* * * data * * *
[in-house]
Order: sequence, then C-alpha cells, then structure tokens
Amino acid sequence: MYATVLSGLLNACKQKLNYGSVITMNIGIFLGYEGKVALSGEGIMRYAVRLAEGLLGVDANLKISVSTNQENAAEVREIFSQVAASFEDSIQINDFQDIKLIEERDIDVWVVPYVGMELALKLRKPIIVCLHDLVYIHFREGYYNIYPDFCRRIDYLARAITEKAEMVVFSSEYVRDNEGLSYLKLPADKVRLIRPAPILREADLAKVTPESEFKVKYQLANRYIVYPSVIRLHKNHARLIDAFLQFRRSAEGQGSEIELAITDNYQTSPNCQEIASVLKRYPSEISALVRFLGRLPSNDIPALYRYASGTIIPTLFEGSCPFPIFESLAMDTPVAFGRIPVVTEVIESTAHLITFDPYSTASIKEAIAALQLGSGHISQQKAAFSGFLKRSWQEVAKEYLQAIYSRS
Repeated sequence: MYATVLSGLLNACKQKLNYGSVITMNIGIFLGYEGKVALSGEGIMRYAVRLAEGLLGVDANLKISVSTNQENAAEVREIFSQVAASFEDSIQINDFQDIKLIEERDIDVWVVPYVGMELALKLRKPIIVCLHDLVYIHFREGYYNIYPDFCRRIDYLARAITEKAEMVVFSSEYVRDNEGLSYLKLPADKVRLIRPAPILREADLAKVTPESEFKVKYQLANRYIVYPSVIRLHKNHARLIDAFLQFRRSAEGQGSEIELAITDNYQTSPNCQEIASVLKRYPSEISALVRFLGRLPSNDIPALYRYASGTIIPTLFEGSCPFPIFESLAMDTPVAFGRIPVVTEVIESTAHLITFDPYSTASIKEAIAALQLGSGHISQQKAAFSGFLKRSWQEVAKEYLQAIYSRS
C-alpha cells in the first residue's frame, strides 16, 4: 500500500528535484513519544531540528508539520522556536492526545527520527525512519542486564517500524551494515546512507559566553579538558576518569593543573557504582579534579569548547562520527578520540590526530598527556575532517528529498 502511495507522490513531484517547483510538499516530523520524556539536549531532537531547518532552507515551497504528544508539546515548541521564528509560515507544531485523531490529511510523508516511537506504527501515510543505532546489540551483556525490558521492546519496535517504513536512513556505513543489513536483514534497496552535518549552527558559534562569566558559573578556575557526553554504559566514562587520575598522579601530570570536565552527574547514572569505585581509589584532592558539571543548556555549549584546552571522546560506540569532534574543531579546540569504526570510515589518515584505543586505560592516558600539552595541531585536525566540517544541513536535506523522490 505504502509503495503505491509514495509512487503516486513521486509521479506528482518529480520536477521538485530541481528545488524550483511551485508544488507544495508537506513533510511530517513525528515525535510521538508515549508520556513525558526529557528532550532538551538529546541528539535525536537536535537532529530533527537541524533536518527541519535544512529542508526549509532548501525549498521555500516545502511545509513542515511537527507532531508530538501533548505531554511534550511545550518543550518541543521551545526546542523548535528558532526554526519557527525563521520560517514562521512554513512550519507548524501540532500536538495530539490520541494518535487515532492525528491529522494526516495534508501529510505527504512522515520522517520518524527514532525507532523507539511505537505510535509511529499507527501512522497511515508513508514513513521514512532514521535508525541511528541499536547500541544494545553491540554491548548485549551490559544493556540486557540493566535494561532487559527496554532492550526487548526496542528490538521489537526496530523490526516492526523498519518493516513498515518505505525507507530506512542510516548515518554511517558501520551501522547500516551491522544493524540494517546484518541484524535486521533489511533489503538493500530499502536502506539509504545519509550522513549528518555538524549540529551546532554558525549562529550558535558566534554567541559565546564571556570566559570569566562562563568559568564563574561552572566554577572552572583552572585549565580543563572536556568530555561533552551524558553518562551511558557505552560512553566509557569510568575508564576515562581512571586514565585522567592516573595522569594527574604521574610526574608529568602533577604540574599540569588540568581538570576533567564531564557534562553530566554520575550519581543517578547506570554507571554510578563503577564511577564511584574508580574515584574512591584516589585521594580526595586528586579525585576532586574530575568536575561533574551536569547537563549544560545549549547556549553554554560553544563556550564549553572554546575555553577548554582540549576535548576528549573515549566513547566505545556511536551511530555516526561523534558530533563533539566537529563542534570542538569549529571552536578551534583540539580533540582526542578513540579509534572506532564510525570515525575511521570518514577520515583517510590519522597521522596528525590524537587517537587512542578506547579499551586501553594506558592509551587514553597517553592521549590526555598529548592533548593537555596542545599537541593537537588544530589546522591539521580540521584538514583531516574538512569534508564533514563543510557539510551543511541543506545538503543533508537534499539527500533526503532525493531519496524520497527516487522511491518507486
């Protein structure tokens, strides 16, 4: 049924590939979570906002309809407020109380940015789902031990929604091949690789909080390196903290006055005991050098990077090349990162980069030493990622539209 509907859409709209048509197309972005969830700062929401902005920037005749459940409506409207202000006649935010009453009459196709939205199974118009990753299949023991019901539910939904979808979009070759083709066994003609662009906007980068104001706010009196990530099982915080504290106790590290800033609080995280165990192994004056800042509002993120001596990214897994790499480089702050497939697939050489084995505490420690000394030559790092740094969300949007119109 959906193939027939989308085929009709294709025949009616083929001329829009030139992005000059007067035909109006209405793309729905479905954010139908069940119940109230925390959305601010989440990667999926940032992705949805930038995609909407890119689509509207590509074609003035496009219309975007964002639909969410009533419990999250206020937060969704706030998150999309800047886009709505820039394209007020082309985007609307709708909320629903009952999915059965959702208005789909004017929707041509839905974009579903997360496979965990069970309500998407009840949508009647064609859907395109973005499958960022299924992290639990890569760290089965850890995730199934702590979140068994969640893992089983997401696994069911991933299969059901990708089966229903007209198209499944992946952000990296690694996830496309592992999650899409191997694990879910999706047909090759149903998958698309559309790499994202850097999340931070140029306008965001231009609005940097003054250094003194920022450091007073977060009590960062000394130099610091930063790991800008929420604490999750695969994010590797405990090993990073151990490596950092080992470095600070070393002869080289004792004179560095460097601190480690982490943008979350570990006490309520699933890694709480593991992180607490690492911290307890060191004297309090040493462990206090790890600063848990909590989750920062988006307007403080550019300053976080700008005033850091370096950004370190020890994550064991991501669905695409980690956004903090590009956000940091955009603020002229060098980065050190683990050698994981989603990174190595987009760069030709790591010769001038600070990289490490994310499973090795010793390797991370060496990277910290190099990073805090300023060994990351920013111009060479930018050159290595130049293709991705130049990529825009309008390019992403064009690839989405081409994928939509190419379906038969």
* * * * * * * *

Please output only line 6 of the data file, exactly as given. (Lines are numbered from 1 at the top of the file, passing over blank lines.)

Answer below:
């Protein structure tokens, strides 16, 4: 049924590939979570906002309809407020109380940015789902031990929604091949690789909080390196903290006055005991050098990077090349990162980069030493990622539209 509907859409709209048509197309972005969830700062929401902005920037005749459940409506409207202000006649935010009453009459196709939205199974118009990753299949023991019901539910939904979808979009070759083709066994003609662009906007980068104001706010009196990530099982915080504290106790590290800033609080995280165990192994004056800042509002993120001596990214897994790499480089702050497939697939050489084995505490420690000394030559790092740094969300949007119109 959906193939027939989308085929009709294709025949009616083929001329829009030139992005000059007067035909109006209405793309729905479905954010139908069940119940109230925390959305601010989440990667999926940032992705949805930038995609909407890119689509509207590509074609003035496009219309975007964002639909969410009533419990999250206020937060969704706030998150999309800047886009709505820039394209007020082309985007609307709708909320629903009952999915059965959702208005789909004017929707041509839905974009579903997360496979965990069970309500998407009840949508009647064609859907395109973005499958960022299924992290639990890569760290089965850890995730199934702590979140068994969640893992089983997401696994069911991933299969059901990708089966229903007209198209499944992946952000990296690694996830496309592992999650899409191997694990879910999706047909090759149903998958698309559309790499994202850097999340931070140029306008965001231009609005940097003054250094003194920022450091007073977060009590960062000394130099610091930063790991800008929420604490999750695969994010590797405990090993990073151990490596950092080992470095600070070393002869080289004792004179560095460097601190480690982490943008979350570990006490309520699933890694709480593991992180607490690492911290307890060191004297309090040493462990206090790890600063848990909590989750920062988006307007403080550019300053976080700008005033850091370096950004370190020890994550064991991501669905695409980690956004903090590009956000940091955009603020002229060098980065050190683990050698994981989603990174190595987009760069030709790591010769001038600070990289490490994310499973090795010793390797991370060496990277910290190099990073805090300023060994990351920013111009060479930018050159290595130049293709991705130049990529825009309008390019992403064009690839989405081409994928939509190419379906038969």